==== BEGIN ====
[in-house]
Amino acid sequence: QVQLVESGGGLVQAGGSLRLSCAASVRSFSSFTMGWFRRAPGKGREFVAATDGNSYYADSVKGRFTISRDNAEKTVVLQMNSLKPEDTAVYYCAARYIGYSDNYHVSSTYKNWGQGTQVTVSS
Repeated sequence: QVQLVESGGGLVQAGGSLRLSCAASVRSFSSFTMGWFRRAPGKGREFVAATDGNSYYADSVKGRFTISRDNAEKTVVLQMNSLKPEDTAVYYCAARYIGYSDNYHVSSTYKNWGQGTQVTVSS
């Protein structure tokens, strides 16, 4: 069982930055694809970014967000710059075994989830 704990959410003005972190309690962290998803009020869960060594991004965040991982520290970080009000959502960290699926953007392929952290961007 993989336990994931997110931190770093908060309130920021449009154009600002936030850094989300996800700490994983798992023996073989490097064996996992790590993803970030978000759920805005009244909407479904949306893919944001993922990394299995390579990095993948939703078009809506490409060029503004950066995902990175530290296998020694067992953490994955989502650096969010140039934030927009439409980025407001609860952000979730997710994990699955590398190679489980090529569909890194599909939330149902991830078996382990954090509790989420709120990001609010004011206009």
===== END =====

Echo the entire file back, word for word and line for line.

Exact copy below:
[in-house]
Amino acid sequence: QVQLVESGGGLVQAGGSLRLSCAASVRSFSSFTMGWFRRAPGKGREFVAATDGNSYYADSVKGRFTISRDNAEKTVVLQMNSLKPEDTAVYYCAARYIGYSDNYHVSSTYKNWGQGTQVTVSS
Repeated sequence: QVQLVESGGGLVQAGGSLRLSCAASVRSFSSFTMGWFRRAPGKGREFVAATDGNSYYADSVKGRFTISRDNAEKTVVLQMNSLKPEDTAVYYCAARYIGYSDNYHVSSTYKNWGQGTQVTVSS
């Protein structure tokens, strides 16, 4: 069982930055694809970014967000710059075994989830 704990959410003005972190309690962290998803009020869960060594991004965040991982520290970080009000959502960290699926953007392929952290961007 993989336990994931997110931190770093908060309130920021449009154009600002936030850094989300996800700490994983798992023996073989490097064996996992790590993803970030978000759920805005009244909407479904949306893919944001993922990394299995390579990095993948939703078009809506490409060029503004950066995902990175530290296998020694067992953490994955989502650096969010140039934030927009439409980025407001609860952000979730997710994990699955590398190679489980090529569909890194599909939330149902991830078996382990954090509790989420709120990001609010004011206009």